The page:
Jump to content
Forum for Epiphytic Myrmecophytes
Sign in to follow this  
Frank

Jay takes his ant-plants seriously!!!

Recommended Posts

Ready for some fabulous reading accompanied by great photos and exquisite artwork!

There is a marvelous new website and blog online hosted by one of our most knowledgeable and valuable members, Jay Vannini.

It is his "Exotica Esoterica" and it is at:   https://www.exoticaesoterica.com/

After looking around there for only a few minutes you will see that Jay is an expert at more than just our ant-plants.

His initial article about ant-plants - "The Big Five: Commonly-cultivated Caudexed Ant Plants" is fantastic.  And he has promised more such ant-plant information will follow!  Go read this article right now.  It has the history of our hobby woven in with specific details about many of the plants we grow as well as cultural notes about how he grows them.  And we all know from his posts here that he grows them very, very well!

https://www.exoticaesoterica.com/caudexed-ant-plants/2018/7/26/the-big-five

Thanks very much Jay

Share this post


Link to post
Share on other sites

First a very sincere thank you to Jay for this magnificent work. One thing I can add about the Mossman Gorge population of Myrmecodia platytyrea subsp antoinii is that its location in the wet tropics is very different from its usual locations in the monsoon rain-forests that are extremely widespread to the far north. The wet tropics do not have a very distinct 'winter' dry season while the harshest monsoon rain-forests and savannahs have 'winter' dry seasons that can last for about seven months. I have only been able to observe and photograph Mossman specimens perched high in heavily epiphyte and liane burdened trees, so I have not been able to closely compare their forms.  However, suffice to say they differed from all northern populations, and I have seen these over enormous regions of Cape York Peninsula, Australia.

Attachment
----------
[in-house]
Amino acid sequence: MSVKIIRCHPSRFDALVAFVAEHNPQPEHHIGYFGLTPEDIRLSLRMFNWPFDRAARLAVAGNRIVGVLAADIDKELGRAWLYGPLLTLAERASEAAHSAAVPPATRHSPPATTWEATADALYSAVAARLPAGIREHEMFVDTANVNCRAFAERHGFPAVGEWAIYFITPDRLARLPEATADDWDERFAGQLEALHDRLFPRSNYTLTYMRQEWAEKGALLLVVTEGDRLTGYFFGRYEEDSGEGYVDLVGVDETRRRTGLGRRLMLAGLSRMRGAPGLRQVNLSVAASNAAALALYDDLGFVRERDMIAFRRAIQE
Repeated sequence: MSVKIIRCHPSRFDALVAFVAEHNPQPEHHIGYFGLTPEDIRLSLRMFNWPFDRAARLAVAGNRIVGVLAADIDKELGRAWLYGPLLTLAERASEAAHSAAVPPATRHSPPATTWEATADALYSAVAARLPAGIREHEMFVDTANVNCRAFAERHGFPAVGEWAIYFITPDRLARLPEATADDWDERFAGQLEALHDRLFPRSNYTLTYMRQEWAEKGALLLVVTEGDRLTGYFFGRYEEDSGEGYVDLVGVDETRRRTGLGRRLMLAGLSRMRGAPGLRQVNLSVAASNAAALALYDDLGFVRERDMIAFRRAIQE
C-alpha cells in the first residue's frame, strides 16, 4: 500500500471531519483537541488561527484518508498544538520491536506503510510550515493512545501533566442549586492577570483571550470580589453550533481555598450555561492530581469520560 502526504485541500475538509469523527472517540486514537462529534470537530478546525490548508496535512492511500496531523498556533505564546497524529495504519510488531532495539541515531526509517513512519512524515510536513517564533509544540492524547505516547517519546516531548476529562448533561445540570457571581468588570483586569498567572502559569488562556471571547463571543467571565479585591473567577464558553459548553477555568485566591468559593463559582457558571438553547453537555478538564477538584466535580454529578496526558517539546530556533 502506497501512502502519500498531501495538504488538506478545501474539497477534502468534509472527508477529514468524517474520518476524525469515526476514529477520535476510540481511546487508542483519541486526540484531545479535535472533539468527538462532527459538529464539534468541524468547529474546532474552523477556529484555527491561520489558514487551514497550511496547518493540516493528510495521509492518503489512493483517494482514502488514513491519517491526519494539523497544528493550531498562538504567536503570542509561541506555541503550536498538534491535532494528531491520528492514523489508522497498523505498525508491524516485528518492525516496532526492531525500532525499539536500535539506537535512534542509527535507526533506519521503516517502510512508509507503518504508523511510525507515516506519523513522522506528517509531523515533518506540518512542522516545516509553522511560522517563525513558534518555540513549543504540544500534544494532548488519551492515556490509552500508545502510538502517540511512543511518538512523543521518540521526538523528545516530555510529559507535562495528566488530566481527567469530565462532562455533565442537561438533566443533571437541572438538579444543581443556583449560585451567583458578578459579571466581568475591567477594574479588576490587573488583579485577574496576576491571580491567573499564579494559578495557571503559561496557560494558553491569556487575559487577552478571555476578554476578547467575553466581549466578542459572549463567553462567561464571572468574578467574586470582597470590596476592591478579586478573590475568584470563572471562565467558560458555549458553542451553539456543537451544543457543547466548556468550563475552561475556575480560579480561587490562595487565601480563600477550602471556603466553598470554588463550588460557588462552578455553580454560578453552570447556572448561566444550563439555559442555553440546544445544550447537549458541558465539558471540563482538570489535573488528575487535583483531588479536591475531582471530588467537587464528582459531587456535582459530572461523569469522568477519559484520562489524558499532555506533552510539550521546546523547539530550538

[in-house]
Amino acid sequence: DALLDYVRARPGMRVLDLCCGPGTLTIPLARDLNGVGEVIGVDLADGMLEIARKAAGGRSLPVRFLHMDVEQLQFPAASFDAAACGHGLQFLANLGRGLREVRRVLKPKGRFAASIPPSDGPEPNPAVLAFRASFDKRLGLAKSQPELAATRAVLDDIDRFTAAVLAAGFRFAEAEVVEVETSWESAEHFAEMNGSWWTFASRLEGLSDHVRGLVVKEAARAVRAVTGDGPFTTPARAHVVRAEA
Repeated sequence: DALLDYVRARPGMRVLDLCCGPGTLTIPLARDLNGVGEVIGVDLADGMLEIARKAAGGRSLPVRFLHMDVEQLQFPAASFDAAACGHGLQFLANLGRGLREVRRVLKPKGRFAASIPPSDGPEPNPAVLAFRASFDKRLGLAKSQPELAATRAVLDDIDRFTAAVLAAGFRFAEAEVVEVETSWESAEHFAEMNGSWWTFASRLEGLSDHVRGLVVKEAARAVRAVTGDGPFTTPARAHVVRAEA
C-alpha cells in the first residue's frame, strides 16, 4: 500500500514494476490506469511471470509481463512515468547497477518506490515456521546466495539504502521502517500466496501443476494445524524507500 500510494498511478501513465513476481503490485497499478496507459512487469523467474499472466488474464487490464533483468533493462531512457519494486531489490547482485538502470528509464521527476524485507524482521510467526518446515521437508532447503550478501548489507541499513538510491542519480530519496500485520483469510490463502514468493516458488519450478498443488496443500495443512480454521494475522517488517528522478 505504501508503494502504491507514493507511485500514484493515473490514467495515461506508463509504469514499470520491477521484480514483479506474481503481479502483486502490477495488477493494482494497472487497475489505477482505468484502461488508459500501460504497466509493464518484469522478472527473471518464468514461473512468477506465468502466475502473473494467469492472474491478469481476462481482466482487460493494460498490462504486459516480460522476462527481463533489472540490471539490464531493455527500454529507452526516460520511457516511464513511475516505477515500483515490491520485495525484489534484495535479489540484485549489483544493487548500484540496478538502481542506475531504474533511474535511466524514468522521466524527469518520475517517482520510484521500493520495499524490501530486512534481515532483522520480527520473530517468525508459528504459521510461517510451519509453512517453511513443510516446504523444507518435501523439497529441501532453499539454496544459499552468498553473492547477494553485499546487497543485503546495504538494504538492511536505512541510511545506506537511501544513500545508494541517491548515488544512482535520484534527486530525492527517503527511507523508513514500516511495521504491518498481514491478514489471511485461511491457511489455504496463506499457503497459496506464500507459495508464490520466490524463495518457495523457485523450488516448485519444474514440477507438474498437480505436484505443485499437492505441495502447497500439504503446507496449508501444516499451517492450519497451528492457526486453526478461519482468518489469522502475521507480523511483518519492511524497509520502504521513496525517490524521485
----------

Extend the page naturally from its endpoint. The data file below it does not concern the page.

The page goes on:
Edited by Derrick
Bad eyesight

Share this post


Link to post
Share on other sites

Derrick, I agree that photographing M.platytyrea in Mossman Gorge is fairly difficult as they are high up in the trees and the underside of the plants almost always come out dark in photos because of lighting through the canopy and the fact that you are below the plant in most instances. On the 8th of October 2018 I was in Mossman Gorge trying to get a descent photo of this plant in the wild with very limited success, about a 20 minute drive  north of the gorge I called in on a very keen grower of plants with Ant-plants being some of his favorites. He has over the years collected many different forms and populations and introduced them into the hobby and is always in contact with Dr. Ashley Field, Rita Kupke and myself as well as growers of other types of native and exotic plants. This provided me with a unique opportunity  to photograph the Mossman Gorge and Iron Range forms of M.platytyrea sub. antoinii within a couple of hours of each other, as he has the Iron Range form growing on trees in his garden as well as other species and forms from the Cape and locally.

Below is an Iron Range M.platytyrea growing in a garden about a 20 minute drive north of Mossman Gorge.

Next down is a close up of the Iron Range forms caudex.

Next down is a photo of a large M.platytyrea sub. antoinii in situ in Mossman Gorge.

Next down is a close up of the Mossman Gorge caudex and parts of the stems.

DSCF3709.thumb.JPG.40e7b16ed7a3fbb5cc219c5483b0dcf3.JPG

DSCF3710.thumb.JPG.738fd3a1b94bd58f7095d3a07316f8c8.JPGDSCF3666.thumb.JPG.f8c31fd208f381b23a70c78188abdde8.JPGDSCF3667.thumb.JPG.6a76d8f5a25d00951eedfa998d5fbfa5.JPG

Share this post


Link to post
Share on other sites

Create an account or sign in to comment

You need to be a member in order to leave a comment

Create an account

Sign up for a new account in our community. It's easy!

Register a new account

Sign in

Already have an account? Sign in here.

Sign In Now
Sign in to follow this  

×